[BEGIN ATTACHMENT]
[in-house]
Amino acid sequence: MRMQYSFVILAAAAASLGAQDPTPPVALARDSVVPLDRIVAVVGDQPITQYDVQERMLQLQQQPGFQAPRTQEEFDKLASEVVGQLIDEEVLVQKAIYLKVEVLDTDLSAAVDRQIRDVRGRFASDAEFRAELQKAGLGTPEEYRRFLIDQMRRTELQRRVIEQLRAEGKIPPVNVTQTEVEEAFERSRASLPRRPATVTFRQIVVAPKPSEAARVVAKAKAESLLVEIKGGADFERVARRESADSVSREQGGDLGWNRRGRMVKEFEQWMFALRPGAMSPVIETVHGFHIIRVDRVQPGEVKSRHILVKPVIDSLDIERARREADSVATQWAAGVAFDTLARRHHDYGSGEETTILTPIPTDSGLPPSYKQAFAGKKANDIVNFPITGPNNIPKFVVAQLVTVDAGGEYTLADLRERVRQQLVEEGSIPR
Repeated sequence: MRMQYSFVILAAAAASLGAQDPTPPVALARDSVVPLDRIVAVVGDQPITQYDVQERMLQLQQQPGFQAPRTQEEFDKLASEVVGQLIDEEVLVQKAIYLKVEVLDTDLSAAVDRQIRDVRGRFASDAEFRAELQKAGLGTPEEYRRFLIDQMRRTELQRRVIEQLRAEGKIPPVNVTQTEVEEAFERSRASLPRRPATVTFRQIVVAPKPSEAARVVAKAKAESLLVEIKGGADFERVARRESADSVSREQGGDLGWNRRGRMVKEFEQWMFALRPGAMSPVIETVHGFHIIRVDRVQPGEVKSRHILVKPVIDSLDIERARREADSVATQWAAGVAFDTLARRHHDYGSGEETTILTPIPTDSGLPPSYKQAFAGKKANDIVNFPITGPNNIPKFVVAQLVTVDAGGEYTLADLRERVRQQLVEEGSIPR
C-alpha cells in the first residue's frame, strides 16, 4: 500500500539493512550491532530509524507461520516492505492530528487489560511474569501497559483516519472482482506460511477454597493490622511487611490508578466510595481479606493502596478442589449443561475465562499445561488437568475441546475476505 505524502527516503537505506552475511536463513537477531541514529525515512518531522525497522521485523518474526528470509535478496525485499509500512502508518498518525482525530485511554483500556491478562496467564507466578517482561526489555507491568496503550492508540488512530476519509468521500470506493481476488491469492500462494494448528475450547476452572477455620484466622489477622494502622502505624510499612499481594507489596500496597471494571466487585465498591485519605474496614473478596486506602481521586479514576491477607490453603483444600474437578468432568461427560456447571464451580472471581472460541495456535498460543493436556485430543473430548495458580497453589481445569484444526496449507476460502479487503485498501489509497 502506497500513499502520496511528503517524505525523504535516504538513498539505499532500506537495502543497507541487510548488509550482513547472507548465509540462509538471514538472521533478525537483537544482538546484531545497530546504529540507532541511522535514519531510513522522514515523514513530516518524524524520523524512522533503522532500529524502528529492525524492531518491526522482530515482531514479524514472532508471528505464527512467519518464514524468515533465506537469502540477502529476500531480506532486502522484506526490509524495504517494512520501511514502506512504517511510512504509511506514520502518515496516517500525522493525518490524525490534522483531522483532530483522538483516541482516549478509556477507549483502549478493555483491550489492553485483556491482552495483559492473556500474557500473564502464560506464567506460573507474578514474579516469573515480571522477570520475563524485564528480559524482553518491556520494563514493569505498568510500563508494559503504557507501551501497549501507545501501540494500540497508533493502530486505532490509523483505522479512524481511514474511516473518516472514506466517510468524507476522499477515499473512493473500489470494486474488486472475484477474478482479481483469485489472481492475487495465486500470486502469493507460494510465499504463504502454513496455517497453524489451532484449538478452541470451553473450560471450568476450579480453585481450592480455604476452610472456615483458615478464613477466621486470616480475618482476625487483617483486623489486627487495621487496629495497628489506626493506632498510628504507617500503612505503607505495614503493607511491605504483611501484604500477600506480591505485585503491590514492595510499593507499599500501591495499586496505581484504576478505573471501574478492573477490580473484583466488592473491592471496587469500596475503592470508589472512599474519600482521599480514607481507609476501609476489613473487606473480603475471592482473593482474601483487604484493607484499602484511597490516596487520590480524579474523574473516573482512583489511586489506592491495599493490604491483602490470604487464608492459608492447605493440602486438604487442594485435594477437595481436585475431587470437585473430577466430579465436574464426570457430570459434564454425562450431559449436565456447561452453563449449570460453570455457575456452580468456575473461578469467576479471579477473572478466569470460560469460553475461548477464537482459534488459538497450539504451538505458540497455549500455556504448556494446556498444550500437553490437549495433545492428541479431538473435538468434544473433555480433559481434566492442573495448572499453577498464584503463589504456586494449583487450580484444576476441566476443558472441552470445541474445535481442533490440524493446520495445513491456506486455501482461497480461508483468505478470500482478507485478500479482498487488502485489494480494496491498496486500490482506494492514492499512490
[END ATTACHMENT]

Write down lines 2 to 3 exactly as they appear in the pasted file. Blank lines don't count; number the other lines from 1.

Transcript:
Amino acid sequence: MRMQYSFVILAAAAASLGAQDPTPPVALARDSVVPLDRIVAVVGDQPITQYDVQERMLQLQQQPGFQAPRTQEEFDKLASEVVGQLIDEEVLVQKAIYLKVEVLDTDLSAAVDRQIRDVRGRFASDAEFRAELQKAGLGTPEEYRRFLIDQMRRTELQRRVIEQLRAEGKIPPVNVTQTEVEEAFERSRASLPRRPATVTFRQIVVAPKPSEAARVVAKAKAESLLVEIKGGADFERVARRESADSVSREQGGDLGWNRRGRMVKEFEQWMFALRPGAMSPVIETVHGFHIIRVDRVQPGEVKSRHILVKPVIDSLDIERARREADSVATQWAAGVAFDTLARRHHDYGSGEETTILTPIPTDSGLPPSYKQAFAGKKANDIVNFPITGPNNIPKFVVAQLVTVDAGGEYTLADLRERVRQQLVEEGSIPR
Repeated sequence: MRMQYSFVILAAAAASLGAQDPTPPVALARDSVVPLDRIVAVVGDQPITQYDVQERMLQLQQQPGFQAPRTQEEFDKLASEVVGQLIDEEVLVQKAIYLKVEVLDTDLSAAVDRQIRDVRGRFASDAEFRAELQKAGLGTPEEYRRFLIDQMRRTELQRRVIEQLRAEGKIPPVNVTQTEVEEAFERSRASLPRRPATVTFRQIVVAPKPSEAARVVAKAKAESLLVEIKGGADFERVARRESADSVSREQGGDLGWNRRGRMVKEFEQWMFALRPGAMSPVIETVHGFHIIRVDRVQPGEVKSRHILVKPVIDSLDIERARREADSVATQWAAGVAFDTLARRHHDYGSGEETTILTPIPTDSGLPPSYKQAFAGKKANDIVNFPITGPNNIPKFVVAQLVTVDAGGEYTLADLRERVRQQLVEEGSIPR